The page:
Northern Ireland

Casement Park redevelopment will prevent 'decaying stadium', court hears

Casement Park Image copyright other
Image caption Planning Service lawyers said 60 years of sporting heritage will be lost if the redevelopment of Casement Park does not go ahead

GAA fans will be stuck with a decaying venue if the decision to approve a new 38,000 seater stadium in west Belfast is quashed, the High Court has heard.

A judge was also told that more than £60m of public money allocated to the Casement Park redevelopment would be returned to the Stormont Executive.

The new stadium is largely funded by the Department of Culture, Arts and Leisure (DCAL).

However, residents have launched a legal bid to block the proposals.

The Mooreland and Owenvarragh Residents Association (MORA) claim that the proposed ground is simply too big for the area.

They argue that a ground of that size will block out light, dwarf surrounding homes, reduce the quality of life for those living close by and compound traffic congestion

No alternative

They have also said in court that many of the residents are grassroots GAA supporters and that they would have no problem with a 20,000 to 25,000 seater stadium.

However, lawyers for the Planning Service said that 60 years of sporting and cultural heritage at the site could be lost if the residents group wins their legal battle.

They said that there would be no alternative options if the residents' challenge succeeds.

The judge heard that DCAL have contributed £62.5m of the £77m cost of rebuilding the stadium as part of a project involving the development of Windsor Park football stadium and Ravenhill rugby ground.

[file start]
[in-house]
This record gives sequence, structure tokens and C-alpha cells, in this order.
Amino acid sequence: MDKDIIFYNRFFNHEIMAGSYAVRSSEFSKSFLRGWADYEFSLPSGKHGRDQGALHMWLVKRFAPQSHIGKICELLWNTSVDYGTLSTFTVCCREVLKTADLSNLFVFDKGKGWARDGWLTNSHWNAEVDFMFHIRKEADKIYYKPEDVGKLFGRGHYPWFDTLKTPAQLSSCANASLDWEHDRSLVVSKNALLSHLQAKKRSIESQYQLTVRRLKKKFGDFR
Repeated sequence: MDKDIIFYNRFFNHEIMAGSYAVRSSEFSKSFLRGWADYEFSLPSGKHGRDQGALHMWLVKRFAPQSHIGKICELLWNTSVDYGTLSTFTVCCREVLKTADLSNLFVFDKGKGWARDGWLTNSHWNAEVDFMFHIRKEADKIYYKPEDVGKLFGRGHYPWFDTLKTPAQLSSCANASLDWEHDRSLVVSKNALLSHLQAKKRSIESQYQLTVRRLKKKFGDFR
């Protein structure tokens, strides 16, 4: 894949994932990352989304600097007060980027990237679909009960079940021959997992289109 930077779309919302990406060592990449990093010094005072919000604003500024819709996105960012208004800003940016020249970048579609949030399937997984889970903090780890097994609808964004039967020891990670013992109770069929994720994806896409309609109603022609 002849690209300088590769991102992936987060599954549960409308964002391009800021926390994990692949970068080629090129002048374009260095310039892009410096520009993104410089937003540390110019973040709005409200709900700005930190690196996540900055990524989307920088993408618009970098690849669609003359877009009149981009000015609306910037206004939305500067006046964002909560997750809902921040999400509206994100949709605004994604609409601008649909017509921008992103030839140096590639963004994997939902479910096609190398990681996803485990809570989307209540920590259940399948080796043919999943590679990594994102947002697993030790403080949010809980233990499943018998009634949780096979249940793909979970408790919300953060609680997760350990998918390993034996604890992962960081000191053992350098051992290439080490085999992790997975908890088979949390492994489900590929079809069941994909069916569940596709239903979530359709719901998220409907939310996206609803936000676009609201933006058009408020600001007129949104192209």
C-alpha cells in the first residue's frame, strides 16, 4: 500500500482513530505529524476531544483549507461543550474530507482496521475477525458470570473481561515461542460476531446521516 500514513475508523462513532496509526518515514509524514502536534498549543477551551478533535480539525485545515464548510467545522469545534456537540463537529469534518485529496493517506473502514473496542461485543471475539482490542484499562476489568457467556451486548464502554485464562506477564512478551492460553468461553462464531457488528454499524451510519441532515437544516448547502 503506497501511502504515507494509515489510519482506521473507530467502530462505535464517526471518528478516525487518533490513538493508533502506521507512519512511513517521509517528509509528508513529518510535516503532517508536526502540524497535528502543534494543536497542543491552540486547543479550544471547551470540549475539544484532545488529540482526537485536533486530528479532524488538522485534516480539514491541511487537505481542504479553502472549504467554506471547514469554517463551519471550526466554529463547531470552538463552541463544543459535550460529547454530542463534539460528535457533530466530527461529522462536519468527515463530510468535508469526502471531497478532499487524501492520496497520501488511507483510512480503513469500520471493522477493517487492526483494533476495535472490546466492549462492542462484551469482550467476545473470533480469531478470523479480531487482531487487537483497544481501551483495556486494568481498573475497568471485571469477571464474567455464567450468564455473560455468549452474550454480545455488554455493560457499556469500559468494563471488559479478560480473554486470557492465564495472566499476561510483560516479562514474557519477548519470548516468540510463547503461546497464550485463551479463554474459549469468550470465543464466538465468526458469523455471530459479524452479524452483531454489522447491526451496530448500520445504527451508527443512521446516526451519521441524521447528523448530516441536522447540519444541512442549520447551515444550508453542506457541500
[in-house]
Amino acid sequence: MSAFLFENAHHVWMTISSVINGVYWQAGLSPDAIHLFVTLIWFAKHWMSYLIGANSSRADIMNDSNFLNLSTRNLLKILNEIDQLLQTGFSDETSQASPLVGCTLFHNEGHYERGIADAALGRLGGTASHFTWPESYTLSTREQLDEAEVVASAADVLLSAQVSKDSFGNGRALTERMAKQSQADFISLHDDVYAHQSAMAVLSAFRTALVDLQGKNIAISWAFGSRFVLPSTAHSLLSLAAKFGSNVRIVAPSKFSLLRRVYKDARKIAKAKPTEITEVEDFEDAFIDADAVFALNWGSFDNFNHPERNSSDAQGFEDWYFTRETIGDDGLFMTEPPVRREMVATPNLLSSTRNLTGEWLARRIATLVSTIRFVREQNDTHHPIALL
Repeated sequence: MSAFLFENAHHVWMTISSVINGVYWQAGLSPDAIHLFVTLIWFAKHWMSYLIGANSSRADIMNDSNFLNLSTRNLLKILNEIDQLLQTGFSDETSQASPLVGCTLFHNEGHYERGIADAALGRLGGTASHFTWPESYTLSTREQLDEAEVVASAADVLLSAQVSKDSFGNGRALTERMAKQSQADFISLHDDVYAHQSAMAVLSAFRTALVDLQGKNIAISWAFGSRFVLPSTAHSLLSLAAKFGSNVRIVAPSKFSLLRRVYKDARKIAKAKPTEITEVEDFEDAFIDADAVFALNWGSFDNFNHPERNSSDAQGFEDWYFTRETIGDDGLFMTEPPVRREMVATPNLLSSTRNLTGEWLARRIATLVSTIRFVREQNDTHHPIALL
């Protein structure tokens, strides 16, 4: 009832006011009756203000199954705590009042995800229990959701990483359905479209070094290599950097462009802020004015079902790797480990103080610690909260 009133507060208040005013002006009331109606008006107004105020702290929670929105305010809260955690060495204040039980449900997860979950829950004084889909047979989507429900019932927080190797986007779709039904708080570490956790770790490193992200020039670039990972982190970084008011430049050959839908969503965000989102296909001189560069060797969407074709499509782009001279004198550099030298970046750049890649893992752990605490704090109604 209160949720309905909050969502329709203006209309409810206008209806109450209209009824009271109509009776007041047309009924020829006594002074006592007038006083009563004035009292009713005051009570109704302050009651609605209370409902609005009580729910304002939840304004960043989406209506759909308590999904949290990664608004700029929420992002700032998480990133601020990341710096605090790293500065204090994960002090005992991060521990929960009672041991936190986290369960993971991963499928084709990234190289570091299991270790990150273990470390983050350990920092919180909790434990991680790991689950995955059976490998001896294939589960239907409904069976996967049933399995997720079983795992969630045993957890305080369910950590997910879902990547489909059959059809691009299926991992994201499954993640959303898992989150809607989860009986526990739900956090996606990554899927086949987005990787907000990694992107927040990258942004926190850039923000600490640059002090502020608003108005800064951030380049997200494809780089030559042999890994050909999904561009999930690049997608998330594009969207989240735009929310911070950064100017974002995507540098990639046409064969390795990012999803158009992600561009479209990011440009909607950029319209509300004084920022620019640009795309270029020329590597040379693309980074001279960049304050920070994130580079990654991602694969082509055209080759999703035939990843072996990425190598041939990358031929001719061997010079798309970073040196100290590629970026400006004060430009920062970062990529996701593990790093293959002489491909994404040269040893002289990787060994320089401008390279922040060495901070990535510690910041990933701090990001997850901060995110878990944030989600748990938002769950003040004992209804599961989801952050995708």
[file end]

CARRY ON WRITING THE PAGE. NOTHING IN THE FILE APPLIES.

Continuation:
A Planning Service lawyer said that if the funds are not spent in time, then a clause in the arrangement prevents them from becoming available again.


He said: "It's important that it's clear to all concerned that if the outcome of an application of this type is the quashing of planning permission, monies will not be available for this flagship project, but will be returned to the executive for redeployment to manage the obvious cost pressures that arise in other contexts."

The lawyer added: "Putting it starkly, if the applicants are right and the minister acted unlawfully in granting permission, the consequence will not be what the applicants say they want, a slightly smaller stadium on the same site.

"The consequences will be no stadium, no redevelopment, and the residents will be left with the do-nothing scenario sketched out in the business plan and the environmental statement.

"A crumbling and decaying stadium, rusting floodlights, Japanese knotweed, asbestos on the ground and all the detrimental effects the court has heard about."

The hearing continues.

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